Great Ayton is
a scenic village situated in North
Yorkshire, next to the North York Moors,
in England. The village is best known as
the boyhood home of Captain Cook, the
British explorer and navigator. Cook's
family moved to Airey Holme farm by Great
Ayton in 1736, when Cook was 8 years old.
He attended the local school for about 4
years, with that school now serving as
the Captain Cook Schoolroom Museum.
The family home was dismantled in
1934, and shipped to Melbourne Australia.
The house was rebuilt in Melbourne's
Gardens, in honour of Captain James
Cook, discoverer of Australia.
In the 1700s and 1800s, Great Ayton
expanded with work from weaving, tanning,
brewing and tile making.
The statue seen right, is situated in
the vallage centre, on High Green,
showing the young James Cook looking
towards the sea. The sculpture by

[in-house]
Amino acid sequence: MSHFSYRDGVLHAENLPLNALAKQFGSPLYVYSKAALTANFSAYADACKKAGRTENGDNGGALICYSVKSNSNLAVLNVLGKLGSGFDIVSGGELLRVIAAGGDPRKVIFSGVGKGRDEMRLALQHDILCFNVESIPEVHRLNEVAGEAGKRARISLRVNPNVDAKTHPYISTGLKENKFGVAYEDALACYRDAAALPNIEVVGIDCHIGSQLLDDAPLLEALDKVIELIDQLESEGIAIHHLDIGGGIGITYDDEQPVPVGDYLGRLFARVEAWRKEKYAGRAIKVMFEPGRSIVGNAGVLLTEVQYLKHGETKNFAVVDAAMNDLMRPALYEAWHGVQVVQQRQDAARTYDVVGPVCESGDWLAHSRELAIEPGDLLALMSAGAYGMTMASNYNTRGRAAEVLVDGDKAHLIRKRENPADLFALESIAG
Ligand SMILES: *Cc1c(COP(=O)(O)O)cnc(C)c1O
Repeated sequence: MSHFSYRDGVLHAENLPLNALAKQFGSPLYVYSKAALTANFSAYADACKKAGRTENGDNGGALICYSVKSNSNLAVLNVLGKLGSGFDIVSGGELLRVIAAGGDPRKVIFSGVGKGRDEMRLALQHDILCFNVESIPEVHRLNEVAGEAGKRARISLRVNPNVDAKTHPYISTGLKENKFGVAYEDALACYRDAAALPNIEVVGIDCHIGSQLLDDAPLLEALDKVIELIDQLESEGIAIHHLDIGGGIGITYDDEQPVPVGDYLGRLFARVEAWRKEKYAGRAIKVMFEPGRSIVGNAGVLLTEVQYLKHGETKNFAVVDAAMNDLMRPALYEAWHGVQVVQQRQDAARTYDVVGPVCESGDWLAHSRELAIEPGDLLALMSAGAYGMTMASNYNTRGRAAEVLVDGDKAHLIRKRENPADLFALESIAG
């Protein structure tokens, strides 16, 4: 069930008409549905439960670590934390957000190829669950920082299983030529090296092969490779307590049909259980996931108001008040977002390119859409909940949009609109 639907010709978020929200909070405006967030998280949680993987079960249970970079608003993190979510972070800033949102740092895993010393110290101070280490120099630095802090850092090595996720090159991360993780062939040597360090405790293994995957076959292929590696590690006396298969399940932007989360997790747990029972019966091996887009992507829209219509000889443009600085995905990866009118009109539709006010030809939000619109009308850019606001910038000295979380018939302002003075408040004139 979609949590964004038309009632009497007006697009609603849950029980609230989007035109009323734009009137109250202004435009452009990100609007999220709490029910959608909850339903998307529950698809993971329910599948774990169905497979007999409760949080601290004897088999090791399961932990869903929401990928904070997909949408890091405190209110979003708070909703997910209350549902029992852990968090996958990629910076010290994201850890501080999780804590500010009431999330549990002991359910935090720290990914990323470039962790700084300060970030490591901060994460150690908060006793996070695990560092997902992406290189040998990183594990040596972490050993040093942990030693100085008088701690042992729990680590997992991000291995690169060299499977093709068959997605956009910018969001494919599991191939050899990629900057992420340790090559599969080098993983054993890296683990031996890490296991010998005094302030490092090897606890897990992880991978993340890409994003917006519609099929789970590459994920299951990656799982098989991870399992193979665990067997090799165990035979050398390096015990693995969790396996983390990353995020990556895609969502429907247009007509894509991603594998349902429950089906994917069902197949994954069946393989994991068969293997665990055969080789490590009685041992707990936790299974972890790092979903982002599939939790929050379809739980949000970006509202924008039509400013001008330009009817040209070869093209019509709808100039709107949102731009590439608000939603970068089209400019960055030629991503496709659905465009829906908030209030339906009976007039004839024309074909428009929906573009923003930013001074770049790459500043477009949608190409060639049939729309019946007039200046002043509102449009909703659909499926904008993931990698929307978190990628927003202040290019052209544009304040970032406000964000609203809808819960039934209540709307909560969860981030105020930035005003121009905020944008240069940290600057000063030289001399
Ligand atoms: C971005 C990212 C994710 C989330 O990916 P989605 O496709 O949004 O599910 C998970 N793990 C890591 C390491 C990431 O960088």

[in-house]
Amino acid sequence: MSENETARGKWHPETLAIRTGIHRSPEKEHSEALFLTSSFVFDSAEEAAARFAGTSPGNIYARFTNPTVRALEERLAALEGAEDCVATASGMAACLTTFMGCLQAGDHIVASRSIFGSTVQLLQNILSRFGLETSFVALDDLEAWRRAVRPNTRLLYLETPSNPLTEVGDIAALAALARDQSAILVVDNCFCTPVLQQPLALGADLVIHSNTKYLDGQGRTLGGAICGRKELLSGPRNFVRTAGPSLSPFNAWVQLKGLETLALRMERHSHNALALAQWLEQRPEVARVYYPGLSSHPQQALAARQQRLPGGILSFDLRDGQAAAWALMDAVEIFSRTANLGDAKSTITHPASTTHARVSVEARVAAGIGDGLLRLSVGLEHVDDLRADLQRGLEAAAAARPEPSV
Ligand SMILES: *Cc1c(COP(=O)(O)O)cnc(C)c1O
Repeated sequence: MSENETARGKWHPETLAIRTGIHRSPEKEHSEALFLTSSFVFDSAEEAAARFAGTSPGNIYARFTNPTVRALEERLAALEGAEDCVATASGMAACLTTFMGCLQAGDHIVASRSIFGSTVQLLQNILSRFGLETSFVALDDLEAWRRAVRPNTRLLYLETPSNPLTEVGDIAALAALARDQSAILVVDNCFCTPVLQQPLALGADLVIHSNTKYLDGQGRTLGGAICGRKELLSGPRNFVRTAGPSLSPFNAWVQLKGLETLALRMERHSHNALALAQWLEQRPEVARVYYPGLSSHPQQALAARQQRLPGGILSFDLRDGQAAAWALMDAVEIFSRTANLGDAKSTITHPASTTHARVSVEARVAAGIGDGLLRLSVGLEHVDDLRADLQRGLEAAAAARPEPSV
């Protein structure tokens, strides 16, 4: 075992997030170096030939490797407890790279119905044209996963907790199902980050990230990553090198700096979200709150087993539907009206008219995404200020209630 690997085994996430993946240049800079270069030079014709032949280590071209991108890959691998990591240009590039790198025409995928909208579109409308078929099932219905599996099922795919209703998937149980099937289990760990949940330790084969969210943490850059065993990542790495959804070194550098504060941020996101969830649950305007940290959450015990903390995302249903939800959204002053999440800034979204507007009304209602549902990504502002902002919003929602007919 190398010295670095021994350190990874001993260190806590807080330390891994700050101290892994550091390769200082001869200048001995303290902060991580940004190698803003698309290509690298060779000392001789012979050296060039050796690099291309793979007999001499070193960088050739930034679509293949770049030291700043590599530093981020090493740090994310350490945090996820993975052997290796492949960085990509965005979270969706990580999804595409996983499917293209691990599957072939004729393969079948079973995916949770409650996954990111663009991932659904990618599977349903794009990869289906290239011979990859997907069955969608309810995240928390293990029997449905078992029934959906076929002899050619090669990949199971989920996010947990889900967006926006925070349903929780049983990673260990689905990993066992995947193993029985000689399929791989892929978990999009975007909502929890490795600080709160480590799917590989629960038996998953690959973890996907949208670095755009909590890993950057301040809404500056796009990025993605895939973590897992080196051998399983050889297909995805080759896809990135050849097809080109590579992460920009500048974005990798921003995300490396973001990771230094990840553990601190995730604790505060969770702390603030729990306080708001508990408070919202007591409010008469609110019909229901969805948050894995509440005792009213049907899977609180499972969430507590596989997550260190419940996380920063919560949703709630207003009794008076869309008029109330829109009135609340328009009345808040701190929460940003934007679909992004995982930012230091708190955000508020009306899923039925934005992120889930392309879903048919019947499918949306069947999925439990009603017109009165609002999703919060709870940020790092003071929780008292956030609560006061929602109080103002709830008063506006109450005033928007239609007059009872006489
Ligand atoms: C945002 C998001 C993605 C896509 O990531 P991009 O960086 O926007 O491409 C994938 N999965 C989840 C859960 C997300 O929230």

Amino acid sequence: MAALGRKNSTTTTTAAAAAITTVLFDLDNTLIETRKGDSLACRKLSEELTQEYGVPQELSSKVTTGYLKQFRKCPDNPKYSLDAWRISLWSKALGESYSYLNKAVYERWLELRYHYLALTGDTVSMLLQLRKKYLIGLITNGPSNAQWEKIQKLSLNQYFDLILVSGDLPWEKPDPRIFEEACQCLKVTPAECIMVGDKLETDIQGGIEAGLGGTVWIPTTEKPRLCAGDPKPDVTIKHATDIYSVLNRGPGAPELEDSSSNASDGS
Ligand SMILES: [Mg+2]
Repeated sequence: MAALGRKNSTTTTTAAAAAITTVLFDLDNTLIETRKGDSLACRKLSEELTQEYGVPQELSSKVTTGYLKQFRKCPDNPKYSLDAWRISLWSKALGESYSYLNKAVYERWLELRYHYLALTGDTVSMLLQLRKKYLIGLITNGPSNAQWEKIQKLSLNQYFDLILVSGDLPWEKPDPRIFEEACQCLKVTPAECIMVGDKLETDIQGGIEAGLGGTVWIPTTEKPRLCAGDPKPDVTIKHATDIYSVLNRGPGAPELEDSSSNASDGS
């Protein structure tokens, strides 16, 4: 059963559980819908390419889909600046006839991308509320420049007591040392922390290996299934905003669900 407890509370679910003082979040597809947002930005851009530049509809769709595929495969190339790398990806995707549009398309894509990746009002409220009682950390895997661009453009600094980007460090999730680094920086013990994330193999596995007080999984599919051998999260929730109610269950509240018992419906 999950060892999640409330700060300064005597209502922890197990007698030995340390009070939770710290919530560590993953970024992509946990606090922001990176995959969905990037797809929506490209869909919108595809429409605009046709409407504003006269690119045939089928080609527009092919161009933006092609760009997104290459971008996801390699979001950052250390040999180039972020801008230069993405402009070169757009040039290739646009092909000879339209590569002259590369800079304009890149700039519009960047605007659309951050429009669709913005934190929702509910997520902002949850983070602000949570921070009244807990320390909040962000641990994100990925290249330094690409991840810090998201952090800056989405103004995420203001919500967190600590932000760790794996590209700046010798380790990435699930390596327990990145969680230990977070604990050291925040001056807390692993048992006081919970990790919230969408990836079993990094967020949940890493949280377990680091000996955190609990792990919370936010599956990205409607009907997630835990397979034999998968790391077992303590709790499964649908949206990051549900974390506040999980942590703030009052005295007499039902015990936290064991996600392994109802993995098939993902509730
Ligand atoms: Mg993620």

Nicholas Dimbleby, was unveiled on the
12th May 1997.
The All Saints Chuch from the 1100s is
where James Cook worshipped with his
family from the age of 8 to 15. In the
graveyard, you can view the graves of his
mother and five of his brothers and
The scenic village attracts many
visitors visiting the Cook trail, and
relaxing by the river that winds its way
through the village. The village is about
one mile from the north side to the south
side. The Royal Oak
Hotel is situated at the north side
overlooking High Green, and the Buck Inn is
situated at the south side, both are
popular for meals and refreshments.
Roseberry Topping is one of the
highest hills in Yorkshire, situated
about 2 miles northeast of the village, a
popular hike for visitors today, and the
young Cook in the 1730s. More history at: